Among the various tools, let’s see together how to use a couple of them, very useful and effective.
userRecon is a command line tool that can be started directly from the “Tsurugi – Osint” menu. Once started, a MATE terminal window will open, and you can directly enter the username to be found on over 75 websites and social networks.
At the end of the search the results will be either shown on the video, correlated by all the direct links, or automatically saved in a text file.
update: the original link is no longer reachable, it has been replaced with a working one.
userrecon-py allows you to expand the same search in almost 190 social networks and websites, returning positive feedbacks on screen.
Also in this case userrecon-py can be reached via menu: a shell will be opened in which this command has to be inserted:
userrecon-py --target USERNAME
At the end of the search, the positive results found will be listed on the screen. To get a text file containing the positive results we have to redirect the output of the script to a text file using this command:
userrecon-py --target ramingo >> userrecon-py.txt
Let’s start analysing the data
After collecting all this data we have to correlate it and analyse it to get the information we need.
The presence of many sites dedicated to the world of gamers stands out immediately. Although many have not provided appreciable results, it is worth dwelling on some of them:
From the research carried out on the gaming platform “Steam“, we note the presence of at least 21 profiles that use, at this moment, the nickname Ramingo. Checking them one by one is undoubtedly the best approach, but it takes much longer. In this case, a careful observation of the profile images could help us better focus the research on the most interesting user profile: the first uses the image of a wolf dressed with a suit and a tie.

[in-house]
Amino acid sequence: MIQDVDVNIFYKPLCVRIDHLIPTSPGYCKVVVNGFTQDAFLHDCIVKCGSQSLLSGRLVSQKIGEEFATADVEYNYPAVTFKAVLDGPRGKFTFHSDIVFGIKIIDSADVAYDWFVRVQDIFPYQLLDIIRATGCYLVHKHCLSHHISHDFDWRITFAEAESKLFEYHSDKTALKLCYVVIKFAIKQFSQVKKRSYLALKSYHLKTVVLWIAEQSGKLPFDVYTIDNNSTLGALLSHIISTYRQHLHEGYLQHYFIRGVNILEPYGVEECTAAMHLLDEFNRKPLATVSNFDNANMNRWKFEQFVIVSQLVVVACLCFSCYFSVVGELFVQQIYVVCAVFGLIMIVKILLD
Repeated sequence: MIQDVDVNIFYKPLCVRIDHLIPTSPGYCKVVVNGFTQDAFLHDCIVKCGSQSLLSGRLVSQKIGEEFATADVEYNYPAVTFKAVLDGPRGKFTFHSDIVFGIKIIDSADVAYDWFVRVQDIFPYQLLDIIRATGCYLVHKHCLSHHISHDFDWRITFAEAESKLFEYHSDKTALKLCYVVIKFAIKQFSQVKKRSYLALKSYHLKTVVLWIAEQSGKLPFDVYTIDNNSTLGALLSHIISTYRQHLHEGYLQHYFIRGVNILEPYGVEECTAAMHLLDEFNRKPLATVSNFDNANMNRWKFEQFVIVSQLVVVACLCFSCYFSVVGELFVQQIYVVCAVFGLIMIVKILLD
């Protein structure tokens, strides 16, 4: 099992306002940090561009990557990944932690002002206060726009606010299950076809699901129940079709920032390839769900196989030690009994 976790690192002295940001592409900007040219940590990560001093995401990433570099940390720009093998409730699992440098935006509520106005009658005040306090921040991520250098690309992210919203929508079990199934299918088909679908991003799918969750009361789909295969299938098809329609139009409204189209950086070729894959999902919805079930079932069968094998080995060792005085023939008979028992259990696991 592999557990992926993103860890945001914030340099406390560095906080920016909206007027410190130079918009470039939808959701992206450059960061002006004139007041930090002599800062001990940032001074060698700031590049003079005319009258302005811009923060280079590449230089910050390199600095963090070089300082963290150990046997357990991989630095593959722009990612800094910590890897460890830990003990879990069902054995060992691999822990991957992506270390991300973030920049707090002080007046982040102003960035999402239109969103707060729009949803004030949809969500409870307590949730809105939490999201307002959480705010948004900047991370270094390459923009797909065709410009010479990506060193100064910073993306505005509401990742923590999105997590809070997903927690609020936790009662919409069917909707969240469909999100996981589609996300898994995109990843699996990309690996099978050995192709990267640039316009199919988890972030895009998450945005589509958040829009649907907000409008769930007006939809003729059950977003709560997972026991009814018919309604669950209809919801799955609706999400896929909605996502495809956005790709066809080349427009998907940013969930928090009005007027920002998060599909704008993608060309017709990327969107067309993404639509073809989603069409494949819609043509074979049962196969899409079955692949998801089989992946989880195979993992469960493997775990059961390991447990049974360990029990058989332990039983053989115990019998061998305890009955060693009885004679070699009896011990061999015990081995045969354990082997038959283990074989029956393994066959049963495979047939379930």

By connecting to the user profile, we can better observe the image:
Here too we have a wolf dressed with a suit and a tie. We can assume with reasonable certainty that, given the combination of photos + username, the two accounts are attributable to the same person. The functionality of Steam “This user has also played as:” should not be overlooked because it could provide us other usernames used in the past by the user.
It should be kept in mind that this type of services offer the possibility to purchase games and hardware through the use of electronic transactions. This means that for entities with judicial power it may be possible to obtain REAL user data such as name, surname, means of payment, etc.
Browsing through the results provided by the previous sites and tools, a Github profile registered as ramingo also stands out:
Apparently it is not immediately related to the profile sought but the presence of the profile image linked to “Battlefield 3″ suggests that we need to pay more attention to it.
In fact, the user / gamer track provides additional insights. Our research also returned us a 9GAG ramingo user profile, which could be interesting.
What other conclusions can we draw from the previous images?
- The use of a profile image containing a humanized animal (wolf or cat that is performing a typical human activity), the numerous sections dedicated to games, the constant presence of posts referring to them (among which we find again “Battlefield”) and the presence of numerous posts referring to Italy, provide sufficient elements to consider the profile worthy of further study.
- The presence of a possibly unconscious pattern adopted by the target in the choice of username or profile images.
- A rough idea of the user’s hobbies useful for directing the search for other profiles.
In this article we gave a quick look at only two of the main methodologies for searching for a username, a preliminary and necessary activity to outline as much as possible the digital identity of a user.
It should be considered that, however, that methods such as those just illustrated, will provide a large number of false positives, especially with very common usernames, which require the adoption of methodologies and tools to validate the results.
If you have suggestions or other articles on the same topic, please report them in the comments!